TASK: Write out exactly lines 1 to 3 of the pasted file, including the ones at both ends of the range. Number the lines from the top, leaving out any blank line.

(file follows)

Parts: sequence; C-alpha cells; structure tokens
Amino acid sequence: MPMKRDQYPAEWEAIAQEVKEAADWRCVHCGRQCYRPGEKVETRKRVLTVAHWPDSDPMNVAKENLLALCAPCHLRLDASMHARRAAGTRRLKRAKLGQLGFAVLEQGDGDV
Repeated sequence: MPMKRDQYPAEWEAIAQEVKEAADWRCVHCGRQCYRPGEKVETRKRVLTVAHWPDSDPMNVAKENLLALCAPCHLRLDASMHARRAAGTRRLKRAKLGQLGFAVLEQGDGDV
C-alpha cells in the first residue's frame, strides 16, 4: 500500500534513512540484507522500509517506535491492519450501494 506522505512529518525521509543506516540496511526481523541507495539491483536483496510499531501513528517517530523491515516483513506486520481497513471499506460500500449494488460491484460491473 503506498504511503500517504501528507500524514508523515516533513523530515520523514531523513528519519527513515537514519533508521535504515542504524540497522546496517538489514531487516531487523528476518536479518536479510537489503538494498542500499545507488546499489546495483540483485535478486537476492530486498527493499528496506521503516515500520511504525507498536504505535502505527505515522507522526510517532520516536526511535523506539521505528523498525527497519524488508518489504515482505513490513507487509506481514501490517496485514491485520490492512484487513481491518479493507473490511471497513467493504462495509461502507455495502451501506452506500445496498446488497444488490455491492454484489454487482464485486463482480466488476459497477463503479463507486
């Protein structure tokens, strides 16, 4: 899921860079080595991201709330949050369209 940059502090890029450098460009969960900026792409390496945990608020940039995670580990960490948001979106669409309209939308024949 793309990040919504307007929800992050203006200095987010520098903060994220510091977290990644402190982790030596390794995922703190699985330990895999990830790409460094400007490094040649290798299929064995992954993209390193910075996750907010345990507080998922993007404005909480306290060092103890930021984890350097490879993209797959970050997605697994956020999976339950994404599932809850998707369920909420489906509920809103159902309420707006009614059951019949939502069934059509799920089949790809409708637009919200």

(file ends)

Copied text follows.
Parts: sequence; C-alpha cells; structure tokens
Amino acid sequence: MPMKRDQYPAEWEAIAQEVKEAADWRCVHCGRQCYRPGEKVETRKRVLTVAHWPDSDPMNVAKENLLALCAPCHLRLDASMHARRAAGTRRLKRAKLGQLGFAVLEQGDGDV
Repeated sequence: MPMKRDQYPAEWEAIAQEVKEAADWRCVHCGRQCYRPGEKVETRKRVLTVAHWPDSDPMNVAKENLLALCAPCHLRLDASMHARRAAGTRRLKRAKLGQLGFAVLEQGDGDV